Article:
Care abuse, Food waste, Romance fraud
The pressure on families to accept poor quality care homes. New ways to make a dent in the UK's food waste mountain. The detective who lifted the lid on a big romance fraud.
We investigate how the pressure to free up hospital beds is forcing families to accept places in care homes that have been rated as inadequate or requiring improvement by the Care Quality Commission. We hear from the grandaughter of a 90-year-old woman who was discharged to a home known for poor care despite her family being deeply unhappy with the decision. The woman says she was then sexually abused by a male member of staff in the home which has since closed. The Local Government and Social Care Ombudsman has criticised both Birmingham City Council and Birmingham Community Healthcare NHS Trust for the decisions they took that led to the woman being put in the home. Both the council and the NHS Trust have apologised to the woman and her family.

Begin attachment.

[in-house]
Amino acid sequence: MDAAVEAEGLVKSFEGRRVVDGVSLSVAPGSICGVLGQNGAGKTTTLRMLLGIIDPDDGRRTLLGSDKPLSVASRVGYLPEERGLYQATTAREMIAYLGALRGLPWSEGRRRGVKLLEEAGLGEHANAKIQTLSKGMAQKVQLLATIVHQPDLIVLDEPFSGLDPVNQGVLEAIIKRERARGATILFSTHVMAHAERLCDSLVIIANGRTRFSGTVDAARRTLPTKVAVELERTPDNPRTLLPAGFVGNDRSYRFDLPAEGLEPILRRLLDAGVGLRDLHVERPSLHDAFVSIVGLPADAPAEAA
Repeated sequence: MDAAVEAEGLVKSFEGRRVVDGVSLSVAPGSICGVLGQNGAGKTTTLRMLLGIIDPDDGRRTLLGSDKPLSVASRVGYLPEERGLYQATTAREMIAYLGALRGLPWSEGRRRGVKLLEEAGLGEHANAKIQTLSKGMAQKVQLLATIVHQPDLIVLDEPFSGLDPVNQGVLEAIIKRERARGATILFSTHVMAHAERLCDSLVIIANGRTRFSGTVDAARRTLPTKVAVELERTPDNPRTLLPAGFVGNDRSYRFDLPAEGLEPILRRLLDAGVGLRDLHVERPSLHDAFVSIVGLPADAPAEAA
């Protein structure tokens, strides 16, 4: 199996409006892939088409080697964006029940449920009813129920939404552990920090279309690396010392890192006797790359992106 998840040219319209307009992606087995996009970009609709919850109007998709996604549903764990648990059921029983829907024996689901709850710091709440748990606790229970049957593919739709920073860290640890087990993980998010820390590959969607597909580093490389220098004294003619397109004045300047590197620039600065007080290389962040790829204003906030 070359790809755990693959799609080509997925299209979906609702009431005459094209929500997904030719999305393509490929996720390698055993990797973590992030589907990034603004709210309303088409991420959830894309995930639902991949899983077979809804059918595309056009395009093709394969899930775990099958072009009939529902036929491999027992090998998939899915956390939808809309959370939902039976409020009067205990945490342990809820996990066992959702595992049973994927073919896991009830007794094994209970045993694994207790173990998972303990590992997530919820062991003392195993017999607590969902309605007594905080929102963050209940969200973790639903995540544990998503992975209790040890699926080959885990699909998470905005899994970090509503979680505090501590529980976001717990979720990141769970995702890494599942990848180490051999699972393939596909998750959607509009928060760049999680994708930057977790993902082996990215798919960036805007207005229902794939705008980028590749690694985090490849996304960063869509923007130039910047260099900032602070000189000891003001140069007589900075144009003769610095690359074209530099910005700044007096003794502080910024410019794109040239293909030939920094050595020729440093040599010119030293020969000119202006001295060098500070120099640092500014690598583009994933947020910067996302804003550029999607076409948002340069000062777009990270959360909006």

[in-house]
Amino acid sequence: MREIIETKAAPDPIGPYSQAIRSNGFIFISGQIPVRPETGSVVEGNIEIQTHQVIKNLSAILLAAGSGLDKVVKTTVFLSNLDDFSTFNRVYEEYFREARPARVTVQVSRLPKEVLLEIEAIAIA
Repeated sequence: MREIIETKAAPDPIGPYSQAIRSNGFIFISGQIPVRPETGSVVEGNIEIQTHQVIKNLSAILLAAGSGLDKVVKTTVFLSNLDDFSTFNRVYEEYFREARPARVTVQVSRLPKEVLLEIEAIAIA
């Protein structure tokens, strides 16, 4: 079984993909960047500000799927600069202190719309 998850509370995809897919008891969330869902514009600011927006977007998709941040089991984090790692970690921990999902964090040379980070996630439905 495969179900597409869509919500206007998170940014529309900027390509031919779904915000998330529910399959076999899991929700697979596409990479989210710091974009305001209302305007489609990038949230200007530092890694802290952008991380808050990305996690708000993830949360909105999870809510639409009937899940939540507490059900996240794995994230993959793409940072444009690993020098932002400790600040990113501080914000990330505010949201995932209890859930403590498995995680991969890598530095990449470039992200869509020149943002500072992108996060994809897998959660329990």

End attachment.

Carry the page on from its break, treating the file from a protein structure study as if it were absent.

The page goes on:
An estimated quarter of a million tons of food goes to waste each year - at home, in shops and restaurants and in food processing plants. There's a lot of new technology being developed to help reduce some of the food that would otherwise go to waste. It works by connecting the people who might want to eat it with businesses that a selling it at a knockdown price. Our reporter, Simon Hoban, tries out an App that claims to do this. We also hear from Lindsey Boswell, Chief Executive of Fairshare, the UK's largest distributor of food waste to charities.
We speak to the detective behind the recent conviction of a criminal gang which targeted women on dating websites and then conned them into handing over hundreds of thousands of pounds. DC Becky Mason from Surrey Police tells us how the gang operated, recruited members and hired a real person to pose for photos and make video calls to victims from beautiful locations.
Presenter: Winifred Robinson